Child tax credit portal: The key to managing updates, payments and opting out



People have a lot of questions about the new child tax credit check program. When can parents expect monthly checks? How much will they get? Will families have to repay the money? It can be confusing, to say the least. Fortunately, there’s one online portal that can answer most questions without waiting for live assistance from the IRS. The Child Tax Credit Update Portal lets you check processed payments, update household information and opt out but first, you’ll need to create an account with ID.me to get started (more below).

The online portal’s features are limited, but some time this fall, you’ll be able to use the portal to amend the number of dependents you have, your marital status and your income. But for now, parents can see if their last payment was processed if you’re worried about missing a check. Updating your household changes sooner rather than later will help ensure that your family is getting the right amount of money each month, which could be up to $3,600 for each kid.

We’ll explain how to unenroll if your family wants to defer the partial monthly payments this year or if you no longer qualify. It’s the best way to make sure your changes don’t negatively affect your taxes next spring. Another IRS tool can also help confirm your eligibility and help low-income families to register for the credit (more below). We’ll walk you through everything you need to know ahead of the next deadline (Oct. 4) and other IRS portals to help answer common questions. This story was recently updated.

How to opt out of the October child tax credit check and beyond

The Child Tax Credit Update Portal now lets you opt out of receiving this year’s monthly child tax credit payments. That means that instead of receiving monthly payments of, say, $300 for your 4-year-old, you can wait until filing a 2021 tax return in 2022 to receive the remainder of the $3,600. You can unenroll at any time, but you must opt out at least three days before the first Thursday of the month you’re unenrolling from (here’s a useful list of dates to know). At this point, the IRS says unenrolling or opting out is a one-time action — and you won’t be able to opt back in until later this month. The next deadline to opt out is Oct. 4 by 9 p.m. PT, midnight ET. 

You may choose to unenroll from the advance monthly payment program because you’re expecting circumstances to change or if the partial monthly payments will interfere in tax planning. Families that usually owe money to the IRS when they file taxes may want to instead use the full credit next year. Or you might want a larger payout if your household is saving for a big expense.

To unenroll, visit the Child Tax Credit Update Portal and tap Manage Advance Payments. You’ll then need to sign in with your IRS username or ID.me account. (You can create one on the page if you don’t have one.)

After you sign in, if you’re eligible, you’ll see an option to opt out of the payments. The IRS says if you filed jointly on your most recent tax return, unenrolling will only affect your, and not your spouse’s, advance payments. That means both parents need to opt out separately.

How to inform the IRS about income or household changes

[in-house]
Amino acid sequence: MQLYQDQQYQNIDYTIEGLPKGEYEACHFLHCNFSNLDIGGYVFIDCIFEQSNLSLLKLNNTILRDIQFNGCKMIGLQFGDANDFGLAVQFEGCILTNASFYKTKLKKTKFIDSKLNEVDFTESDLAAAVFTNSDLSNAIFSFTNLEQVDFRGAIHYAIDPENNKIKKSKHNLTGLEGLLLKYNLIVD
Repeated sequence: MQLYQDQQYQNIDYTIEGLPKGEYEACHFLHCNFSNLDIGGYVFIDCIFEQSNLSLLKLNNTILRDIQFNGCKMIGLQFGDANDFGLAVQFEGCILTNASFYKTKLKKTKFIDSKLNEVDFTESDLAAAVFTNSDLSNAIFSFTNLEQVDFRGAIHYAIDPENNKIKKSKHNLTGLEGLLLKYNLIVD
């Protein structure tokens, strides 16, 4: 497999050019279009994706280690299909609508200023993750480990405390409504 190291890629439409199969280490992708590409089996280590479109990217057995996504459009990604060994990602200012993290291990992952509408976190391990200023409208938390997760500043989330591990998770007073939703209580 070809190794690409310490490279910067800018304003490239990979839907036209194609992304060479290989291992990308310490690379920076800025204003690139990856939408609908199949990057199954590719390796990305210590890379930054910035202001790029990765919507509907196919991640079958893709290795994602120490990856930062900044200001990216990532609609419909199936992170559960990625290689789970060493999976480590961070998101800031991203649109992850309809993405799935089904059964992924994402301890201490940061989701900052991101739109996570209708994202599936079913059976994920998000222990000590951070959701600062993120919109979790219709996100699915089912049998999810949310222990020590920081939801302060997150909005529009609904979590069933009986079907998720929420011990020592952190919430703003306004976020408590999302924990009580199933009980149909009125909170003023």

You’ll need to let the IRS know as soon as possible if your income or dependents change to avoid repaying money that you may not qualify for. Later this month, you’ll be able to indicate changes to any life circumstances since you last filed your taxes, such as a change in income, an addition to your family or a change in child custody status. For example, if you started making more or less money this year, you’ll want to update the IRS about those changes so you can get the correct child tax credit amount.

If you had or will have a new baby this year, it’s important to let the IRS know so you can receive payment for up to $3,600 for that child. The same applies if you’ve adopted a child or gained a new child dependent since you last filed your taxes.

Also, if you’ve gained full custody of your child, you’ll be the parent who receives the money for your kid. Note that parents who have shared custody will not each get a payment. This is important for domestic violence survivors, according to comments during an IRS oversight hearing by Nina Olson, executive director of the Center for Taxpayer Rights. The Child Tax Credit Update Portal later this year “should allow them to enter their change in marital status and also where the children are,” Olson said.

Remember that collecting the money even when ineligible may mean you have to repay the IRS during tax time in 2022. If you’re not sure if you qualify, you can opt out of advance payments to be on the safe side. You’ll collect the child tax credit money during tax time next year.

How to check the status of your processed payments

Using the Child Tax Credit Update Portal, you can view your payment history and add your direct deposit information if the IRS doesn’t have it from a recent tax return. If the IRS has invalid bank account details, it will send the check in the mail. Families that receive their payments by snail mail should allow extra time for delivery.

The IRS reported that some recipients who received their July payment through direct deposit received the Aug. 13 payment by mail due to a tax agency issue, which is expected to be resolved by the Sep. 15 payment…Read more>>

Source:-cnet 

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